Burqa ban: Canada prohibits Muslim veil in citizenship ceremonies (VIDEO)
Canada's ban follows those of France, Tunisia, Turkey, and Syria, and is meant to ensure that those taking the oath of citizenship are actually reciting the oath.
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While not all Muslim women wear head coverings, those who do wear them say they do so to conform to the Koran’s injunction for women to be “modest” in their clothing. Women in some South Asian countries such as India and Pakistan wear a simple chador, a scarf that covers their hair, but not their face. Some women in Afghanistan wear a burqa, which is a head-to-toe gown with a mesh-covered hole to look out from. A niqab is a veil that covers most of the face, except for the eyes.Skip to next paragraph
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Western nations aren’t the only countries that ban veils. Tunisia banned veils in 1981, Turkey banned them in 1997, and Syria banned veils in universities in July 2010. All three countries see themselves as secular nations with Muslim majorities, although Turkey’s most recent president has loosened such secular rules in recent years, and the authoritarian regime of Zine El Abidine Ben Ali has been replaced by a coalition of democrats and Islamists.
In an interview with the Associated Press, Mr. Kenney indicated that the “burqa ban” would be limited solely to public offices, offering state services.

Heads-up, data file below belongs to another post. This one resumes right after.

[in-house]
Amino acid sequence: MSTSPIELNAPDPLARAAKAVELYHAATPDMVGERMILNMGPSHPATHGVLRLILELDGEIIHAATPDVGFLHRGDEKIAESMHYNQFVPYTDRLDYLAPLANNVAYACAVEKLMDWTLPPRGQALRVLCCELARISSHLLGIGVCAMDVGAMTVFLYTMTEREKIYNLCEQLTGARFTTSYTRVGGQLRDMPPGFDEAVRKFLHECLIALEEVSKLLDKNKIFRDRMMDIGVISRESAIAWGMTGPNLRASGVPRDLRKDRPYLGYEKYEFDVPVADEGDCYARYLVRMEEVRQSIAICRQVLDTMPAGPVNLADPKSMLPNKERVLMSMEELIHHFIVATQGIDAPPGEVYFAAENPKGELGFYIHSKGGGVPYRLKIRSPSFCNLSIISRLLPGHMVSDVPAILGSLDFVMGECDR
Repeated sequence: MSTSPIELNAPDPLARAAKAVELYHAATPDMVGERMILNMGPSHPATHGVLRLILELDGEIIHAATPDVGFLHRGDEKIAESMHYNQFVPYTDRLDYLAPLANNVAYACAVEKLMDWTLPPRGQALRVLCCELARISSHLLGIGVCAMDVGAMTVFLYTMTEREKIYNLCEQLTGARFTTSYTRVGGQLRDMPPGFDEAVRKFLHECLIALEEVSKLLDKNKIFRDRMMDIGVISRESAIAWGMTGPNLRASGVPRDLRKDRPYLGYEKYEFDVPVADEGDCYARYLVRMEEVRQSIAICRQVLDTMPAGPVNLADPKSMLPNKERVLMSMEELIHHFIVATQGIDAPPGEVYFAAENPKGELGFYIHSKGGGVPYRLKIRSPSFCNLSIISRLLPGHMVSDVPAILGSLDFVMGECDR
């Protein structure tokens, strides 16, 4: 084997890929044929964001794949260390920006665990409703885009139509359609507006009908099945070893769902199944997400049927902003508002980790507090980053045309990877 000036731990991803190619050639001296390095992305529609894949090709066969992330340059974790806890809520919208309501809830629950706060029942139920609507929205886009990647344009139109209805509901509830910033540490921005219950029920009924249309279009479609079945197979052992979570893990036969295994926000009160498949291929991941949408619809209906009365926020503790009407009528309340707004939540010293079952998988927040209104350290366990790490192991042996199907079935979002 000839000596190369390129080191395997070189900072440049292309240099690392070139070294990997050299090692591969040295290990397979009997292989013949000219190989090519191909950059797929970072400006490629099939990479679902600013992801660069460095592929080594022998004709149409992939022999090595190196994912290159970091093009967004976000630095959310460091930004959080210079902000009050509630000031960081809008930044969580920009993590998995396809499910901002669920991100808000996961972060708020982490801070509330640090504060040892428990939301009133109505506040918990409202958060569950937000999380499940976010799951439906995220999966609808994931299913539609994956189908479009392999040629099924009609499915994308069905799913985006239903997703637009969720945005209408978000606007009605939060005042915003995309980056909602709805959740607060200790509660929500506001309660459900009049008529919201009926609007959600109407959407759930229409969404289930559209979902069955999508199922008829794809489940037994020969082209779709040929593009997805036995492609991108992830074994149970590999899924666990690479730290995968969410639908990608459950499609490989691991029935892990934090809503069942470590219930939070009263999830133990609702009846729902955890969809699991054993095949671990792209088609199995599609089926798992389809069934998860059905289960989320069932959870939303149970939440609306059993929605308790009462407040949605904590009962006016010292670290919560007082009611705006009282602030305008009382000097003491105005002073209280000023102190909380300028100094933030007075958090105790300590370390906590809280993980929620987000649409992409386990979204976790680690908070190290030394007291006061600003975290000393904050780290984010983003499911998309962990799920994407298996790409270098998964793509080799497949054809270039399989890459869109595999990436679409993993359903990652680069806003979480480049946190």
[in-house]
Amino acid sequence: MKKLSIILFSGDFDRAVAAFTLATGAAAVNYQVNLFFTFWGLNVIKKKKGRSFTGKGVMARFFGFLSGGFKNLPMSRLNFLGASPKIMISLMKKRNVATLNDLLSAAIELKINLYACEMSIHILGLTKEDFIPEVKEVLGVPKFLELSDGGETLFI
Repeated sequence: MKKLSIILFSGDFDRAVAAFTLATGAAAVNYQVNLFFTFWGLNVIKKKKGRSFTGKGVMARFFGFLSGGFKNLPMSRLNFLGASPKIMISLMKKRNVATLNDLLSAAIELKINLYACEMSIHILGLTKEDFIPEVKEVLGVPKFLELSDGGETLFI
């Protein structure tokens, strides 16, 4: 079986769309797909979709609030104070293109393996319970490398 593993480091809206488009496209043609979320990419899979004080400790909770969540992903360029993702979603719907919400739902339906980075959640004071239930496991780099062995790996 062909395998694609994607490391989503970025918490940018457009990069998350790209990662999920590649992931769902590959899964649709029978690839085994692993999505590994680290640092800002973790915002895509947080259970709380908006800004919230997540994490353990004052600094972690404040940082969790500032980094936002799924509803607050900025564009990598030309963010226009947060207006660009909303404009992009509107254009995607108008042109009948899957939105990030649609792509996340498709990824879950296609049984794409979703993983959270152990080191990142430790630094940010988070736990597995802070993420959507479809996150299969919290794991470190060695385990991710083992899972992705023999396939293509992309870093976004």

“We shouldn’t have the state using its power to dictate what people choose to wear in their private lives, but when there are important points of intersection with the state in obtaining state services I think it’s entirely reasonable for people to show who they are,” Kenney told the AP.
Canada’s Muslim citizens, who largely cluster in major cities such as Toronto and Ottawa, are currently estimated to be 940,000, or 2.8 percent of the population. But a recent study by the Washington-based Pew Forum on Religion and Public Life estimated that this minority would grow to 2.7 million or 6.6 percent of the population by 2030.
For Canada, it remains to be seen just how popular this new law will be. France’s experience could be instructive.
As the Monitor’s Robert Marquand wrote in July 2010, the French ban benefited from a strange coalition of far-right French nationalists and liberals attempting to reinforce French notions of secularism and feminism on the French Muslim minority.
"As politics, the burqa is beautiful,” Marquand quoted Pap N’diaye, an opponent of the French ban, and expert at Paris’s School for Advanced Studies in the Social Sciences. “It is a minor real issue with huge political effect and social meaning. It allows an alliance between the right and left. The left, on progressive, secular, feminist grounds; the right, as a sign of the dangers of an Islamic identity."